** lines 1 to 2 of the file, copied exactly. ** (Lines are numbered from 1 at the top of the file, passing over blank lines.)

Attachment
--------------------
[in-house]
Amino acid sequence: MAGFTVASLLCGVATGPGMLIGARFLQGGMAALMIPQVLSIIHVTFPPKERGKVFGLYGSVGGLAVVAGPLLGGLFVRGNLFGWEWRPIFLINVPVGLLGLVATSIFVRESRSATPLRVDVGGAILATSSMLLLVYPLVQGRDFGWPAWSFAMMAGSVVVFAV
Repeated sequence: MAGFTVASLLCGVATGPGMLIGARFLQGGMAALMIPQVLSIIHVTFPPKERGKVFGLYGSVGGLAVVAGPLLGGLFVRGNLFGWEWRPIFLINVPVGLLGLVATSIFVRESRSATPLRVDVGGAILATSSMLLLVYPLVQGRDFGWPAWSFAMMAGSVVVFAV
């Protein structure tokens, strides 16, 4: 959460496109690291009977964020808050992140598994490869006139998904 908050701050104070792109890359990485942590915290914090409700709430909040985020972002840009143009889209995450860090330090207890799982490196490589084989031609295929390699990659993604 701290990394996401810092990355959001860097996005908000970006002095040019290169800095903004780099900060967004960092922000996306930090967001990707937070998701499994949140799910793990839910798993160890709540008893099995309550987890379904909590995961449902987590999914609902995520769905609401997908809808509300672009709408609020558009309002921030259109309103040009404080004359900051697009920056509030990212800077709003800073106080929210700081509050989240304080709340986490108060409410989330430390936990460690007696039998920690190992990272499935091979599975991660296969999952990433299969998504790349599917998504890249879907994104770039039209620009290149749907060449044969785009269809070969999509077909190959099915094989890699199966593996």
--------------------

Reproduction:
[in-house]
Amino acid sequence: MAGFTVASLLCGVATGPGMLIGARFLQGGMAALMIPQVLSIIHVTFPPKERGKVFGLYGSVGGLAVVAGPLLGGLFVRGNLFGWEWRPIFLINVPVGLLGLVATSIFVRESRSATPLRVDVGGAILATSSMLLLVYPLVQGRDFGWPAWSFAMMAGSVVVFAV